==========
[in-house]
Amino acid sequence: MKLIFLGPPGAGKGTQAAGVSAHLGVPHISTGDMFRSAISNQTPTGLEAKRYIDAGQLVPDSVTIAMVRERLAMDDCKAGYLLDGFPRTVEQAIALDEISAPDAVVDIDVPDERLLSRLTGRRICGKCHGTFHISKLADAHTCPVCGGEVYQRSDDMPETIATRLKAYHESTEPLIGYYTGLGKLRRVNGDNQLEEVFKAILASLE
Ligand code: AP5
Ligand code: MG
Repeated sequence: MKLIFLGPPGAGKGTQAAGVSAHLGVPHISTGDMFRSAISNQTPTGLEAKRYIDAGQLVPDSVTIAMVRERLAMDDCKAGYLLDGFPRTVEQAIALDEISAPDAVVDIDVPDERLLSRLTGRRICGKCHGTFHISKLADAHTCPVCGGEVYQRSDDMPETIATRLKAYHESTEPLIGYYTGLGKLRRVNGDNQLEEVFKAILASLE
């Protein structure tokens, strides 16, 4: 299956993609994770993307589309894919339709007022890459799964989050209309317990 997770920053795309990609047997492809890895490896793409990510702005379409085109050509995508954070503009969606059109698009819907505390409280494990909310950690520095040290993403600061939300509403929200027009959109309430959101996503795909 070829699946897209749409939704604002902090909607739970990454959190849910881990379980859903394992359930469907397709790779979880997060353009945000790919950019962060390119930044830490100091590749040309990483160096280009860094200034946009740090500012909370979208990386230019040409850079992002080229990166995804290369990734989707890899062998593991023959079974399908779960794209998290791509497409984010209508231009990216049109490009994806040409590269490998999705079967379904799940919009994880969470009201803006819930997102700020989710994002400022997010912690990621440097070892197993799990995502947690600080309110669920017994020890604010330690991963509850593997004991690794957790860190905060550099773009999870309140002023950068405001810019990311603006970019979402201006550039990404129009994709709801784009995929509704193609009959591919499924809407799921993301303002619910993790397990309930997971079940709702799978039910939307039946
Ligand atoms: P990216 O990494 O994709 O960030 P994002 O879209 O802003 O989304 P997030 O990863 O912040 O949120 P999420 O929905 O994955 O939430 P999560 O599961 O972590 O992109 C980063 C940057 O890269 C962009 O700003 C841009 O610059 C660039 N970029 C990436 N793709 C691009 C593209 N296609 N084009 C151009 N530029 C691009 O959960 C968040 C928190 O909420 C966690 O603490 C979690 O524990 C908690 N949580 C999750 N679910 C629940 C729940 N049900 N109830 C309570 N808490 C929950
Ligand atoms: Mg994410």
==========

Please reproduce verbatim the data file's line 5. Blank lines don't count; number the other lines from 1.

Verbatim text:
Repeated sequence: MKLIFLGPPGAGKGTQAAGVSAHLGVPHISTGDMFRSAISNQTPTGLEAKRYIDAGQLVPDSVTIAMVRERLAMDDCKAGYLLDGFPRTVEQAIALDEISAPDAVVDIDVPDERLLSRLTGRRICGKCHGTFHISKLADAHTCPVCGGEVYQRSDDMPETIATRLKAYHESTEPLIGYYTGLGKLRRVNGDNQLEEVFKAILASLE